The Associated press recently published an article titled, "Illegal immigrants having more kids in U.S. - They're nearly twice as likely to live in poverty, study says." You can read the entire article [HERE].

The study, released Tuesday by the Pew Hispanic Center, speaks to the struggles of Illegal immigrants' children born in the U.S. The 14th Amendment gives those children U.S. citizenship, yet - as the study concluded - "they struggle in poverty and uncertainty along with parents who fear deportation, toil largely in low-wage jobs and face layoffs in an ailing economy."

Call me a cold-hearted bitch silly, but since when did being a U.S. citizen guarantee anyone an income above the poverty level? And shouldn't their parents fear deportation? They are here ILLEGALLY!

Just a few of the study's findings:

  • About 59 percent of illegal immigrants, or 7 million, came from Mexico. Other regions included Asia (11 percent), Central America (11 percent), South America (7 percent), the Caribbean (4 percent) and the Middle East (2 percent).
  • Gee. No surprise there. Those with the easiest path here make up the majority of the problem.
  • One-third of the children of illegal immigrants live in poverty, nearly double the rate for children of U.S.-born parents.
  • Maybe if their parents came here legally they could secured higher paying jobs?
  • Illegal immigrants' share of low-wage jobs has grown in recent years, from 10 percent of construction jobs in 2003 to 17 percent in 2008. They also make up 25 percent of workers in farming and 19 percent in building maintenance.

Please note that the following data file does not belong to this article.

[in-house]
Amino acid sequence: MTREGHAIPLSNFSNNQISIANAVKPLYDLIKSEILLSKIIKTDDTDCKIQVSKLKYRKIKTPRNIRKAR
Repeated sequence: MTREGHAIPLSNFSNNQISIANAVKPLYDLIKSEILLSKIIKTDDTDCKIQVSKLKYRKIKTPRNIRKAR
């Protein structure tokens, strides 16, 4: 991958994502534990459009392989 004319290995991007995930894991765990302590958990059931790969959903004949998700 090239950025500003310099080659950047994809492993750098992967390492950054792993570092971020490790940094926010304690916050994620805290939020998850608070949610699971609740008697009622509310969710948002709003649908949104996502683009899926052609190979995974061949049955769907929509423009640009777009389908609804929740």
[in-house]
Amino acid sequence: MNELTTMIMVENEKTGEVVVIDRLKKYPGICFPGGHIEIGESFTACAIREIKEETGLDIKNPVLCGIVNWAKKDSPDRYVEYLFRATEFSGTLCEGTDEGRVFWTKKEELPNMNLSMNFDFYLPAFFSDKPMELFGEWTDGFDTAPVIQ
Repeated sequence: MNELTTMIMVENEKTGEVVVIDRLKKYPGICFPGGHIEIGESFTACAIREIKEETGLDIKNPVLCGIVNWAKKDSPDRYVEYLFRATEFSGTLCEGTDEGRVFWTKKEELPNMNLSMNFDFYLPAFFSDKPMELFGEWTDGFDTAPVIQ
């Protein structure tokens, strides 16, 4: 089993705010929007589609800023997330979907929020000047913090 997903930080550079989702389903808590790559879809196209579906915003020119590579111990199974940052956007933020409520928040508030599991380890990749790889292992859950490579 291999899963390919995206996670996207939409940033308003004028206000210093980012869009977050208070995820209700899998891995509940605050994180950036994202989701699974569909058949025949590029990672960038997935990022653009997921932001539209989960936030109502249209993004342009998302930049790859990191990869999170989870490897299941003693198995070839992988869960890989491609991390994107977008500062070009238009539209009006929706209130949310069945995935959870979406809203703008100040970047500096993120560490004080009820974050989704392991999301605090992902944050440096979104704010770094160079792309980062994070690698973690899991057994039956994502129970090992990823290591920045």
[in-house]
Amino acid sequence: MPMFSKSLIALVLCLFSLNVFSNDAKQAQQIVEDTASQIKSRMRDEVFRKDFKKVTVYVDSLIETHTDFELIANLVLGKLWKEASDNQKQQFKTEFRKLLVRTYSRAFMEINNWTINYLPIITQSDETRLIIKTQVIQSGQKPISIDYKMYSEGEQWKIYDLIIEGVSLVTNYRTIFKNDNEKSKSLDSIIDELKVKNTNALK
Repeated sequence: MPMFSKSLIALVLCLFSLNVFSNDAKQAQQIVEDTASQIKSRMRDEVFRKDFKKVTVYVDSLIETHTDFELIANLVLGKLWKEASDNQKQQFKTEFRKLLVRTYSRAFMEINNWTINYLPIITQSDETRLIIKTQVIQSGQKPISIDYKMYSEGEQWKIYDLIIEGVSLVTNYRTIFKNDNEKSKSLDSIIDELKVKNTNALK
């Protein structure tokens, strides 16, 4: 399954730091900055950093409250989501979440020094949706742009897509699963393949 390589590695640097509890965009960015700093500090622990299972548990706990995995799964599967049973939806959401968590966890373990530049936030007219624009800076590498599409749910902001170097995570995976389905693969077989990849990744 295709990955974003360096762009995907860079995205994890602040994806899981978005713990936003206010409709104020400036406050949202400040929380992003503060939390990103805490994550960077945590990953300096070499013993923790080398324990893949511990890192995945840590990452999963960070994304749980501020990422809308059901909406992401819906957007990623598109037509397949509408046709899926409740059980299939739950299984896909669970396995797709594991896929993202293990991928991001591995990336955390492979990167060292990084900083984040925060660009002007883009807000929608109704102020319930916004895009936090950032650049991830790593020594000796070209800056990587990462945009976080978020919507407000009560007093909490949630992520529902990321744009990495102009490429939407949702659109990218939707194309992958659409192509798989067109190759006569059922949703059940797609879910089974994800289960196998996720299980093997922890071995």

• Until we hold employers accountable - hitting them with hefty fines - and get past the entitlement issues of our own population, these numbers will likely continue to rise
  • The 2007 median household income of illegal immigrants was $36,000, compared with $50,000 for U.S.-born residents.
  • $36,000 per year FAR exceeds the poverty levels in Mexico where almost 40% of the population makes less that $2,000 (no, that is not a typo) per year. I'm having a difficult time finding any sympathy here ...
  • About 47 percent of illegal immigrant households have children, compared with 21 percent for U.S.-born residents and 35 percent for legal immigrants.
  • Of course there may be many factors contributing to this statistic, but one has to wonder if coming to the U.S. - illegally - to have children who then automatically become citizens isn't rewarding bad behavior. Hello?